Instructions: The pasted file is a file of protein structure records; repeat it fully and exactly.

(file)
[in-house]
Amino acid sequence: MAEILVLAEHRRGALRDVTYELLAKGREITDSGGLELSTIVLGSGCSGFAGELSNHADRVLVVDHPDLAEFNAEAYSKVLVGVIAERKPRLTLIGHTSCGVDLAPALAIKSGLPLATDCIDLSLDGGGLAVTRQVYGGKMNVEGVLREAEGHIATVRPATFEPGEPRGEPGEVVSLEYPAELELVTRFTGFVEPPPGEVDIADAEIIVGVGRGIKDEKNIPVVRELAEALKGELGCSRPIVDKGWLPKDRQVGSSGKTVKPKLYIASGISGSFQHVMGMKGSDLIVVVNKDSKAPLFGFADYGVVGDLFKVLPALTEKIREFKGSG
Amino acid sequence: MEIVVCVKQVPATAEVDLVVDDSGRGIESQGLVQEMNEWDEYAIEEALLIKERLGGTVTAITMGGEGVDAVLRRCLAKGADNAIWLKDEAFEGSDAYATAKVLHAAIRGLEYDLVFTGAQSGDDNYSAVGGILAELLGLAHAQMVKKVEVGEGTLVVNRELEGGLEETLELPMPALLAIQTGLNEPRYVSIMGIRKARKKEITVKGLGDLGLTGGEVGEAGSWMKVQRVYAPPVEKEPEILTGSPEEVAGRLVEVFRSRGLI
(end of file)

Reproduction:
[in-house]
Amino acid sequence: MAEILVLAEHRRGALRDVTYELLAKGREITDSGGLELSTIVLGSGCSGFAGELSNHADRVLVVDHPDLAEFNAEAYSKVLVGVIAERKPRLTLIGHTSCGVDLAPALAIKSGLPLATDCIDLSLDGGGLAVTRQVYGGKMNVEGVLREAEGHIATVRPATFEPGEPRGEPGEVVSLEYPAELELVTRFTGFVEPPPGEVDIADAEIIVGVGRGIKDEKNIPVVRELAEALKGELGCSRPIVDKGWLPKDRQVGSSGKTVKPKLYIASGISGSFQHVMGMKGSDLIVVVNKDSKAPLFGFADYGVVGDLFKVLPALTEKIREFKGSG
Amino acid sequence: MEIVVCVKQVPATAEVDLVVDDSGRGIESQGLVQEMNEWDEYAIEEALLIKERLGGTVTAITMGGEGVDAVLRRCLAKGADNAIWLKDEAFEGSDAYATAKVLHAAIRGLEYDLVFTGAQSGDDNYSAVGGILAELLGLAHAQMVKKVEVGEGTLVVNRELEGGLEETLELPMPALLAIQTGLNEPRYVSIMGIRKARKKEITVKGLGDLGLTGGEVGEAGSWMKVQRVYAPPVEKEPEILTGSPEEVAGRLVEVFRSRGLI